pressure relief valve: A type of pressure control valve that limits the maximum pressure in a hydraulic or pneumatic circuit.
pump: A device used to create flow in a hydraulic system.
receiver tank: A device that holds the compressed air in a pneumatic system.
reservoir: The tank that holds the fluid in a hydraulic system.
single-acting cylinder: A cylinder that acts under pressure in one direction only and returns automatically when the pressure is released.
solenoid: A switching device that uses the magnetic field generated by an electrical current for actuation.
transmission Lines: Used to transport fluid in a circuit.
valve: Any device that controls, either automatically or manually, the flow of a fluid.
viscosity: A measure of a fluid's thickness or resistance to flow.
volume: The amount or quantity of something.The amount or quantity of something.
- The Portable Fluid Power Demonstrator (PFPD) - Student groups learn the basics of fluid power design using the PFPD as the investigative platform. They investigate the similarities and differences between using pneumatic and hydraulic power. With the main components of the PFPD already assembled, they determine the correct way to connect the valves to the actuators using tubing. Once connected, teams compete to test their abilities to use the PFPD to separate material out of the containers.
Can you think of any uses of fluid power in your communities that were not discussed? Where were they located? How were they being used? Was it a hydraulic or pneumatic device? Why do engineers continue to work to improve fluid power? In what areas are they looking at improving? How are engineers trying to improve fuel economy? What work is being done to use fluid power to improve human life? Can you identify devices or systems that do not use fluid power that might be improved with the use of fluid power?
As you have come to realize by now, fluid power is used in many applications. At the following link you can investigate a number of real-world applications that use fluid power: http://www.nfpa.com/fluidpower/hydraulics-casestudies.aspx
After reading through these case studies, you will understand why fluid power was chosen as the power source and the important role that electronics played in each example. By this point, you should have a complete understanding how fluid power systems operate and why engineers are continuing to work on improving the efficiency of fluid power applications, expanding the use in transportation sector to reduce fuel consumption, develop human-scaled fluid power applications, and making fluid power safe, quiet, clean and simple to use.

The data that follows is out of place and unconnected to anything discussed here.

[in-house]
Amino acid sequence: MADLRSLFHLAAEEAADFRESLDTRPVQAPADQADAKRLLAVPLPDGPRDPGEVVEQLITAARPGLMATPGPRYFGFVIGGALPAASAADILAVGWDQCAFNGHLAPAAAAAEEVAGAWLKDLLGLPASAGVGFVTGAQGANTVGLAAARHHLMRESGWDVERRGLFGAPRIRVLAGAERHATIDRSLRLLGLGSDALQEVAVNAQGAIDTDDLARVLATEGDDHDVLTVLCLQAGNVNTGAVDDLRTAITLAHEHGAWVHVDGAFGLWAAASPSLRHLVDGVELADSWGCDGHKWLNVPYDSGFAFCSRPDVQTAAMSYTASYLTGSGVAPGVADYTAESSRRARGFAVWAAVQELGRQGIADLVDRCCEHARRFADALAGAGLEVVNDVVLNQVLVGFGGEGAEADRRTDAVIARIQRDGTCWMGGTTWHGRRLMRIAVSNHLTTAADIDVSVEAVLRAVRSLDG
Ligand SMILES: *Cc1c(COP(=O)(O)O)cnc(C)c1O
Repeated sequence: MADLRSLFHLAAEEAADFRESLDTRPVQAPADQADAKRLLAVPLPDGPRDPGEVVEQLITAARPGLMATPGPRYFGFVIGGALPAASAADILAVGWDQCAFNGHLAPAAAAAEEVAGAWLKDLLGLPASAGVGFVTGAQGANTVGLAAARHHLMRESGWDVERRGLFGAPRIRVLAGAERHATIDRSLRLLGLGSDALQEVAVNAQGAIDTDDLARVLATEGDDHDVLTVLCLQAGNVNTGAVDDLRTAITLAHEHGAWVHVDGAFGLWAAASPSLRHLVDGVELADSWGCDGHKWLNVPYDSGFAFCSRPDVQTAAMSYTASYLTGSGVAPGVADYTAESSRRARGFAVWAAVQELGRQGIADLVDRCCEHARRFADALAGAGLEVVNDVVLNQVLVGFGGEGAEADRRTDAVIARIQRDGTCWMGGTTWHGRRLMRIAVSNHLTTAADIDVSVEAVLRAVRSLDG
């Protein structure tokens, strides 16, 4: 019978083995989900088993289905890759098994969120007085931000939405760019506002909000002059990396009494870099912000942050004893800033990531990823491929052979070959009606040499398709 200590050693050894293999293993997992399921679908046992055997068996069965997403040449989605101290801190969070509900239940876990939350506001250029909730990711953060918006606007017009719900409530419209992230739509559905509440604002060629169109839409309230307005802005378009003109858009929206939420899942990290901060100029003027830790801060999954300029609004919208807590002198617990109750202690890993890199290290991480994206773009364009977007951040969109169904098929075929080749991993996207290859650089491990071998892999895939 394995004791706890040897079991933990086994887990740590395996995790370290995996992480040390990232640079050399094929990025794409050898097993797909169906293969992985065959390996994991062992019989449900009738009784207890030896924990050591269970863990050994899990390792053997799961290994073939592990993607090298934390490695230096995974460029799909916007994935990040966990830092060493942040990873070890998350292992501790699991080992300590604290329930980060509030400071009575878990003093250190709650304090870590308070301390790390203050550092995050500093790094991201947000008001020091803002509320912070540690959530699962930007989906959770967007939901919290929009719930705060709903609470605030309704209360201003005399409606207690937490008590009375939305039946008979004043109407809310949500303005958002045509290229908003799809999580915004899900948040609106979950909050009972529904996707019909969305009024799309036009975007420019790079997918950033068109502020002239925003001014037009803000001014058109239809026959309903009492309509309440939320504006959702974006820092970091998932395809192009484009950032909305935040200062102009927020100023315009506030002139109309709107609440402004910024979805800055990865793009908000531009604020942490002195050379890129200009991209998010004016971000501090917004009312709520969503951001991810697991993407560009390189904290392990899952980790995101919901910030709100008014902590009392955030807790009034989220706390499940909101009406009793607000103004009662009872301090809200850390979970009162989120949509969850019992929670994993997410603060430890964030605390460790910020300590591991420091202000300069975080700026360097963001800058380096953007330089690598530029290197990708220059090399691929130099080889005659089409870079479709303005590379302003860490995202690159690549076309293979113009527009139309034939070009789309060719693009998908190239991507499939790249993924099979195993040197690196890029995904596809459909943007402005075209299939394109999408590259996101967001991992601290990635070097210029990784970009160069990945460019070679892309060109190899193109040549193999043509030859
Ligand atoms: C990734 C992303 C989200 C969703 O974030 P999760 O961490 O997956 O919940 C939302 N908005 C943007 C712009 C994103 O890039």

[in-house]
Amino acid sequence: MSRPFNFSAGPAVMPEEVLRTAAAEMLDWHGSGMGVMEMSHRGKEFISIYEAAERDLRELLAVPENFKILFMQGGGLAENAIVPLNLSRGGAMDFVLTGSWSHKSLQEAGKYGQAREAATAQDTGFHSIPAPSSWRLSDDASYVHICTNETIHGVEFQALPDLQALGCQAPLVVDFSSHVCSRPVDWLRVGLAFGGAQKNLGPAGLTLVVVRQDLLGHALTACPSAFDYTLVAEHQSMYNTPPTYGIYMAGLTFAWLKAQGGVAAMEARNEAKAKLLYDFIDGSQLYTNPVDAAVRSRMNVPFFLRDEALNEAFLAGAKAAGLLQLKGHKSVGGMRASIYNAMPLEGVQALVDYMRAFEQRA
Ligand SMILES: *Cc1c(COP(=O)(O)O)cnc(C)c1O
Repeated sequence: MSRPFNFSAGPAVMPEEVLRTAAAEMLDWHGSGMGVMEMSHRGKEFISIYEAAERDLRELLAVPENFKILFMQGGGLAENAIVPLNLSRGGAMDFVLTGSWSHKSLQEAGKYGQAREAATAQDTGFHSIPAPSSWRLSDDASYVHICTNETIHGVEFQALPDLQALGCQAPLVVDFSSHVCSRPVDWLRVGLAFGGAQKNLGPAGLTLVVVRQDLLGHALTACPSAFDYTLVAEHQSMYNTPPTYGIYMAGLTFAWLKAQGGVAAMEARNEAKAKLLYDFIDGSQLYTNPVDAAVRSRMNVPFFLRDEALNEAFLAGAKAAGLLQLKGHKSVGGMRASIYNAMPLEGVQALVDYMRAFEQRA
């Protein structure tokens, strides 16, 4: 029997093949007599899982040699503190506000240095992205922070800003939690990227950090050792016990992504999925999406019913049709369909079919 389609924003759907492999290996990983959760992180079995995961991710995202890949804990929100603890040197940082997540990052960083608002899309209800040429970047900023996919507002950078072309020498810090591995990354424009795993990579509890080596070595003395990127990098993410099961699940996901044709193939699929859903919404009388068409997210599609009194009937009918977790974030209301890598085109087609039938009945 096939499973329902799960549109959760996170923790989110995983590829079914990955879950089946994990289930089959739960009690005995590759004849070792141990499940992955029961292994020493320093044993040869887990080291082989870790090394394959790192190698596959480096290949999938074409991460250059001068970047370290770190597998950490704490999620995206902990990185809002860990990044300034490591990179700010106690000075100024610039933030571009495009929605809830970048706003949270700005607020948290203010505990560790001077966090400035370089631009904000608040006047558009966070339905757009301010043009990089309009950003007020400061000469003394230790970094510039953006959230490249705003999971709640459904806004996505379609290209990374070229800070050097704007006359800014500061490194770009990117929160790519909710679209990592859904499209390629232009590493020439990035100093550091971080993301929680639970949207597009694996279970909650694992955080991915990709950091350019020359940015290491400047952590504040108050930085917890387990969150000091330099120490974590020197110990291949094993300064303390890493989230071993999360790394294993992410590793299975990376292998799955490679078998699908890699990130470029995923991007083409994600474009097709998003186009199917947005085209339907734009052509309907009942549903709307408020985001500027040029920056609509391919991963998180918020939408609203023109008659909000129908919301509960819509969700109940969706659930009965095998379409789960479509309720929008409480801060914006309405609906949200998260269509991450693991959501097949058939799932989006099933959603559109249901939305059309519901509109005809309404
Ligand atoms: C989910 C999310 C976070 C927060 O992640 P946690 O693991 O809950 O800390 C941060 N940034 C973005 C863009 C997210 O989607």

Discussion Questions: To start the Introduction/Motivation section, ask students the following questions and discuss as a class these everyday examples of how fluid power helps us:
- Have you ever seen a bulldozer or excavator move a lot of dirt where a new project is being built?
- Have you ever been in a chair that is raised or lowered by pushing or pulling a lever?
- Did you ever open a screen door and notice it closes smoothly and by itself?
- Has a dentist ever used a drill to remove tooth decay in your mouth?
- When you are riding in a car or truck and the driver pushes the brake pedal, do you start to slow down?
Class Discussion Video Summary: After students have viewed the fluid power video(s), lead a class discussion about what they discovered. What was the message(s) of the video? What is the future of fluid power? Were you surprised to see some of the applications and if so, why? Why did you find certain parts of the video interesting? How do all of these things you saw relate to your lives?
Crossword Puzzle: Hand out copies of the blank Fluid Power Crossword Puzzle for students to complete individually. Doing this reinforces students' familiarity with the fluid power terms and definitions.
Lesson Summary Assessment
Fluid Power Task Card Exercise: To continue the process of getting students in the right mindset, have each student take a random task card (use the Fluid Power Task Cards PowerPoint® file and follow the instructions on the first two slides, which includes a materials list. Make sure you have all the supplies you need, depending on the number of students in the class.) Have students perform their "tasks" and report their findings in their notebooks. Alternatively, them do a short write-up to turn in for a grade rather than checking notebooks. Have students share with their classmates what they discovered during their tasks. Since some students did the same tasks as others, discuss why some students had similar or different thoughts during the same task. Students who conducted different tasks gain insight on what the other students learned.